Tuesday, May 27, 2008

Good Business for the Airlines

Why do people hate the airlines?

OK…their track record for on-time service is spotty. And they often have trouble with luggage. Yet, many of the factors that influence performance are outside of their control (i.e. the weather).

What is most important to me as a frequent airline customer is safety. I’ve been on a couple of flights delayed because of mechanical issues and was just amazed by the moaning of other passengers. Yes…inconvenience is unpleasant. But, I would much rather have any “mechanical issues” worked out while the plane was still on the ground.

The recent announcement by American Airlines to charge passengers a first-checked-bag $15 fee produced an avalanche of unwarranted criticism in the blogosphere. It’s unfair to American Airlines and a shame their brand has to take such a hit. My reaction to consumers irate about the 15 bucks is just as strong as their whining: get over it!

American Airlines’ corporate communications team and PR shop Weber Shandwick did absolutely the right thing in devising a strategy that focused on explaining “why” this additional charge is necessary. Airlines are under tremendous financial pressure because of the rapidly rising price of fuel. I’m happy to pay a few dollars more to ensure an airline has the resources to run an efficient, safe and (yes) profitable business.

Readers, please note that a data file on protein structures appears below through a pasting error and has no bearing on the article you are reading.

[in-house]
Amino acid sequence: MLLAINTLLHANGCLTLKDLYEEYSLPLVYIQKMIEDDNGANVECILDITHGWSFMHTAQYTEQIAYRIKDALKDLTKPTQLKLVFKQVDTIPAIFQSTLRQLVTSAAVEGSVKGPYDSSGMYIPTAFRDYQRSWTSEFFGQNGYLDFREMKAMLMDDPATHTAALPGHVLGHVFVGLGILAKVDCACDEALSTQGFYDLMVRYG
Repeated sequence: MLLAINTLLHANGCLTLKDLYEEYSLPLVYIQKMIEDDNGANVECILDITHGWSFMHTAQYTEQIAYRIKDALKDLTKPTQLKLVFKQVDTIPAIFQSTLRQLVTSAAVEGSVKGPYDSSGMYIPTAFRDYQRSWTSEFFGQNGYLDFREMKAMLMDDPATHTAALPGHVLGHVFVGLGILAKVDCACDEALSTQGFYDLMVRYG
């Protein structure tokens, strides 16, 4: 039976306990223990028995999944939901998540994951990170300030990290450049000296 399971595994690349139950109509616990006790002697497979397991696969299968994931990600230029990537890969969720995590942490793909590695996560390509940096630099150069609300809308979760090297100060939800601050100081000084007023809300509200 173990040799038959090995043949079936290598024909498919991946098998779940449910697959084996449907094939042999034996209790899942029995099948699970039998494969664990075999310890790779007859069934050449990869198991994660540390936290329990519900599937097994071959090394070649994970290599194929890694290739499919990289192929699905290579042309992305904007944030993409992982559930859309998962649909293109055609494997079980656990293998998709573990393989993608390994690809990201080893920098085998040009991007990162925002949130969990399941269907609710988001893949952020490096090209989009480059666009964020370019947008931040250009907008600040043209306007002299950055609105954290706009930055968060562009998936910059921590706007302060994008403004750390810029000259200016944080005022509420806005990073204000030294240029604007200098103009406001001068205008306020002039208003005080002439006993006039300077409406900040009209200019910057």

A tough lesson I learned as a small business owner is that there’s a significant difference between business and “good” business. Exceptional clients demand great work and accountability, yet also recognize the value of your counsel, treating you well, paying you on time and respecting a fair profit margin.

Airlines need to focus on their good customers and let everyone else find a different route.


American Takes Flak Over Bag Fee, Despite PR Strategy
http://adage.com/article?article_id=127309

1 comment:

Chris Parente said...

Interesting take, Marc. No doubt we all as consumers complain without taking into account the business realities of the companies providing a particular service.

Another side of the bind airlines are in is that they can't afford a big drop off in ridership. So as the experience gets more and more unpleasant, more people do all they can do avoid flying.

No doubt it's a lousy business to be in.